The Gibson ES-5 is widely regarded as the first commercially available electric guitar with three pickups.
By the 1950s Gibson’s reputation as a jazz guitar manufacturer was founded on traditional lutherie skills and understated style. But when the mood took them, they could certainly bling it out with the best of them.
This ES-5 Switchmaster is a prime example, with gold hardware, fancy multi-ply fingerboard binding and no less than six knobs to go with three humbuckers.
But it should be noted that the original PAF pickups in this guitar are long gone. They have been replaced with a set of three sweet sounding Seth Lover designed Seymour Duncan humbuckers.
The ‘Switchmaster’ name comes from the four-way switch mounted on the Venetian cutaway with an accompanying plate engraved to denote settings for each individual pickup or ‘all’ three.
The ES-5 model was introduced in 1949 with a rosewood bridge, a gold-plated version of the ES-175 parallelogram tailpiece and three P-90 pickups. The triple pickup compliment is considered an industry first and pre-dates the Epiphone Zephyr Emperor Regent by a year.
Some players found having three individual volume controls and a master tone mounted on the cutaway somewhat impractical. So, the Switchmaster specs were introduced in 1955, along with a gold-plated ABR-1 bridge on a rosewood base. The double-loop tailpiece followed in 1956 and by 1957, humbuckers had replaced P-90 single-coils.
In 1961, a Florentine cutaway was introduced and cherry sunburst became the standard finish before the model was discontinued the following year. While the Switchmaster might easily fall into the jazzbox category, it wasn’t such a hit with jazz players. But that’s fine because plenty of blues, country and rockabilly players love them.
- Hollowbody electric guitar, made in the USA 1958
- Maple ply body with maple/rosewood/maple laminate neck
- Bound Brazilian rosewood fingerboard, 20 frets
- Kluson ‘waffle back’ tuners
- Tune-o-matic bridge on floating rosewood base, double loop tailpiece
- 3 x Duncan humbucking pickups, 3 x volume, 3 x tone, 4-way switch
- Sunburst nitrocellulose finish
- Scale length 25 1/4″
- Weight 7.2 lbs
This particular ES-5 from 1958 is in stunning condition, with no discernible play wear on the body or neck. There is a small lacquer chip just above the neck pickup, and a small depression on the bottom side – see pics.
Apart from that this lovely old Switchmaster is in excellent cosmetic and structural condition. The finish has some lovely very fine checking – the beauty of ageing in its finest form. The gold plating is in great shape. There is some light tarnishing at the top of the tailpiece, but the elegant waffle back tuners retain their original gleam.
The neck and fingerboard are in very clean. There is some light fret wear on the first four, but this does not affect playability in any way. A retainer wire reveals the tune-o-matic bridge here is an old one, but probably a later replacement.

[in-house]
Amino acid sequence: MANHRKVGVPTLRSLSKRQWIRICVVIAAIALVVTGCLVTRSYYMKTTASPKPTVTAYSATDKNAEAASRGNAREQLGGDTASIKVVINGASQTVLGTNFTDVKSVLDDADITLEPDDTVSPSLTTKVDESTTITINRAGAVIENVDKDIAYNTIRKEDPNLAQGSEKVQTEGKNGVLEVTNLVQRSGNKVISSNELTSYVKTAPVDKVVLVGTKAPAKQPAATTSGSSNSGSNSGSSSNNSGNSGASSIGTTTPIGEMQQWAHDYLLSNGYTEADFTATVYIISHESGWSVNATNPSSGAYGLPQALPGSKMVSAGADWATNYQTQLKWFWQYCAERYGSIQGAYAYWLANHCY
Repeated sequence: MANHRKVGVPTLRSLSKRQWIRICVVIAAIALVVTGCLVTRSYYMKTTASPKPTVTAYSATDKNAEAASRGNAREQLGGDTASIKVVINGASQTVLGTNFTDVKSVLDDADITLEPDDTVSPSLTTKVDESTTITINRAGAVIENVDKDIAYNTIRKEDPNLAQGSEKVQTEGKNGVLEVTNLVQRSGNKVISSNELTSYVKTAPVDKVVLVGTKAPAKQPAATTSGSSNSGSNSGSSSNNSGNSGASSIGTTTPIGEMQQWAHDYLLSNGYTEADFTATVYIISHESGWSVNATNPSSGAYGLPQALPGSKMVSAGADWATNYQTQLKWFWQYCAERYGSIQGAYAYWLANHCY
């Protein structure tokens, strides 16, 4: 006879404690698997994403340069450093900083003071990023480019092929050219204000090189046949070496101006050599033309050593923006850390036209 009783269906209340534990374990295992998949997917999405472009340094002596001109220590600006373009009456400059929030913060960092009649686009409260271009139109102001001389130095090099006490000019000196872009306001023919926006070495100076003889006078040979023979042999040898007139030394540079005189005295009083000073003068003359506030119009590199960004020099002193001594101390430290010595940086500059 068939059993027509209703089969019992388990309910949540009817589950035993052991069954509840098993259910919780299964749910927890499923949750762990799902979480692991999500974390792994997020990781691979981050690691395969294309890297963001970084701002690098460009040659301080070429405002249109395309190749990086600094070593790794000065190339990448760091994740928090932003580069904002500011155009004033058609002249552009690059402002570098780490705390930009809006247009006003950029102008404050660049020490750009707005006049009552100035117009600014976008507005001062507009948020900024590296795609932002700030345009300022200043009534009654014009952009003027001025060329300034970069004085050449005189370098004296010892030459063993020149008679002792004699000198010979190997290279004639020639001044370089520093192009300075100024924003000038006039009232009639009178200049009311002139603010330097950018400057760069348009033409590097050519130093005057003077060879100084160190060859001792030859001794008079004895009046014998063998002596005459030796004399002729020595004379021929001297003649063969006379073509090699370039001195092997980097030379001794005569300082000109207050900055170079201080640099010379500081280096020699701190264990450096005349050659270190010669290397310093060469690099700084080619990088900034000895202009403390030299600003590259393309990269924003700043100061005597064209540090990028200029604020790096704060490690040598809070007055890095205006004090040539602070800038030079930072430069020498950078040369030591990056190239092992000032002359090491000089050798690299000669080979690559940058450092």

Switchmasters are considerably more upmarket than ES-175s. Although laminated, Gibson tended to use more figured maple, and both the body and neck have five-ply binding. Single-ply binding adorns the headstock and f-holes, with genuine pearl marker blocks along the dark Brazilian rosewood.
The neck is a laminated construction with a thin rosewood centre strip flanked by two pieces of maple. Headstock ‘ears’ are added but you can only tell by looking at the end of the headstock because the rear is sprayed black. A ‘stinger’ gracefully transitions into the centre strip with a lovely precision.
The neck is fairly rounded and full, even by mid-50s Gibson standards, but we love it, and the playability and tuning stability cannot be faulted.
The Switchmaster makes a lovely acoustic sound. It’s reasonably loud for a laminate construction, the treble is mellow but clear and there’s a considerable thump to the low mids.
The middle pickup does the best job of capturing the Switchmaster’s acoustic tone, with the correct bass and treble balance and a wiry, yet slightly hollow, snarl through the midrange. The neck setting is no less clear, but it fattens and refines the tone to a more fluid and vocal sweetness.
Meanwhile, the bridge pickup’s quacky chime and woody twang provides all the tonal power to cut through if that’s what you need.
There’s certainly a ton of tonal options offered by the three pickup settings, plus the “all together” position. But it is also possible to position the switch between the individual pickup settings – Stratocaster style – and discover two more sounds. Placing the switch between the bridge and middle positions should be the same as selecting ‘all’ with the neck volume set to zero. But as it turns out, the in between setting is brighter, spankier and bizarrely Fender-like.
Although the pickups aren’t out of phase, it’s not unlike a T-Bone Walker or Peter Green tone – and it might turn out to be your favourite Switchmaster sound.
This really is a beautiful and fascinating instrument. If you like jazz, blues, 50s style rock ’n’ roll and jump blues, the Switchmaster has it all covered.
Comes in its original (yes !) brown Gibson branded hard shell case in very good condition.